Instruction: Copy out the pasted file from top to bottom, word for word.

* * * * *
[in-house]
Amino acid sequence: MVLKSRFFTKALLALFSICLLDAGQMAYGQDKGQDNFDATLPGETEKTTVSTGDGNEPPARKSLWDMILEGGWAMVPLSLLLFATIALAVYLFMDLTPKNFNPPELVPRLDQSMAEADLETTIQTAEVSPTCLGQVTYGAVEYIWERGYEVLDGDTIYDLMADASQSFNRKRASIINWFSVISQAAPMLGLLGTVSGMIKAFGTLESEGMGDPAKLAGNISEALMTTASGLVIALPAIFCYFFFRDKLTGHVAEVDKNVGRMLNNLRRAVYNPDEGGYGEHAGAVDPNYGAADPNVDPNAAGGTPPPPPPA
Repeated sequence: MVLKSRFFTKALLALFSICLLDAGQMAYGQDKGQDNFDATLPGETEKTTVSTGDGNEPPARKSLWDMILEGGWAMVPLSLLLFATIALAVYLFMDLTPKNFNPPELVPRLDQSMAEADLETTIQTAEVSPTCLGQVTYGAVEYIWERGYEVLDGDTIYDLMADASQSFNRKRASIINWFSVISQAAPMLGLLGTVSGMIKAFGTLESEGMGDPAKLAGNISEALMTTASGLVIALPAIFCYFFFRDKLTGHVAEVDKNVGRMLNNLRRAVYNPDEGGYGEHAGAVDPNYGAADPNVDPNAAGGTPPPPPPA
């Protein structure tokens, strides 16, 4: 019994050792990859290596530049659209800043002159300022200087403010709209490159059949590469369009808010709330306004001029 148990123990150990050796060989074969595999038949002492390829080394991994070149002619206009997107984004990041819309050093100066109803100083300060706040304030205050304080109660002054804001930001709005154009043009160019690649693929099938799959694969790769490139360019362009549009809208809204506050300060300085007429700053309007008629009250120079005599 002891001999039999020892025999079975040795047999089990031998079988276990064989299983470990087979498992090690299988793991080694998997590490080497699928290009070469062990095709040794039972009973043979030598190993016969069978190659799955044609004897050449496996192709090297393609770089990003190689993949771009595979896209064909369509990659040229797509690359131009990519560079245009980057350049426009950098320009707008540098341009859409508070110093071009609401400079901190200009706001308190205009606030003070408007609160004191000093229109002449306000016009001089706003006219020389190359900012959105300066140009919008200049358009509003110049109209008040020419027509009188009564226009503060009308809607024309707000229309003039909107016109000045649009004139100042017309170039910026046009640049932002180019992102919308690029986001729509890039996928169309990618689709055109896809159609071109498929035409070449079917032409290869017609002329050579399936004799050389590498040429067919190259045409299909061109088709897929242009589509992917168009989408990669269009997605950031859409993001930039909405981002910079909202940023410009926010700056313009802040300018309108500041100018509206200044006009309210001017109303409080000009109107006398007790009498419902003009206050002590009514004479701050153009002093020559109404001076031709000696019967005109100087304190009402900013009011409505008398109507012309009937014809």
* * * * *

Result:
[in-house]
Amino acid sequence: MVLKSRFFTKALLALFSICLLDAGQMAYGQDKGQDNFDATLPGETEKTTVSTGDGNEPPARKSLWDMILEGGWAMVPLSLLLFATIALAVYLFMDLTPKNFNPPELVPRLDQSMAEADLETTIQTAEVSPTCLGQVTYGAVEYIWERGYEVLDGDTIYDLMADASQSFNRKRASIINWFSVISQAAPMLGLLGTVSGMIKAFGTLESEGMGDPAKLAGNISEALMTTASGLVIALPAIFCYFFFRDKLTGHVAEVDKNVGRMLNNLRRAVYNPDEGGYGEHAGAVDPNYGAADPNVDPNAAGGTPPPPPPA
Repeated sequence: MVLKSRFFTKALLALFSICLLDAGQMAYGQDKGQDNFDATLPGETEKTTVSTGDGNEPPARKSLWDMILEGGWAMVPLSLLLFATIALAVYLFMDLTPKNFNPPELVPRLDQSMAEADLETTIQTAEVSPTCLGQVTYGAVEYIWERGYEVLDGDTIYDLMADASQSFNRKRASIINWFSVISQAAPMLGLLGTVSGMIKAFGTLESEGMGDPAKLAGNISEALMTTASGLVIALPAIFCYFFFRDKLTGHVAEVDKNVGRMLNNLRRAVYNPDEGGYGEHAGAVDPNYGAADPNVDPNAAGGTPPPPPPA
């Protein structure tokens, strides 16, 4: 019994050792990859290596530049659209800043002159300022200087403010709209490159059949590469369009808010709330306004001029 148990123990150990050796060989074969595999038949002492390829080394991994070149002619206009997107984004990041819309050093100066109803100083300060706040304030205050304080109660002054804001930001709005154009043009160019690649693929099938799959694969790769490139360019362009549009809208809204506050300060300085007429700053309007008629009250120079005599 002891001999039999020892025999079975040795047999089990031998079988276990064989299983470990087979498992090690299988793991080694998997590490080497699928290009070469062990095709040794039972009973043979030598190993016969069978190659799955044609004897050449496996192709090297393609770089990003190689993949771009595979896209064909369509990659040229797509690359131009990519560079245009980057350049426009950098320009707008540098341009859409508070110093071009609401400079901190200009706001308190205009606030003070408007609160004191000093229109002449306000016009001089706003006219020389190359900012959105300066140009919008200049358009509003110049109209008040020419027509009188009564226009503060009308809607024309707000229309003039909107016109000045649009004139100042017309170039910026046009640049932002180019992102919308690029986001729509890039996928169309990618689709055109896809159609071109498929035409070449079917032409290869017609002329050579399936004799050389590498040429067919190259045409299909061109088709897929242009589509992917168009989408990669269009997605950031859409993001930039909405981002910079909202940023410009926010700056313009802040300018309108500041100018509206200044006009309210001017109303409080000009109107006398007790009498419902003009206050002590009514004479701050153009002093020559109404001076031709000696019967005109100087304190009402900013009011409505008398109507012309009937014809």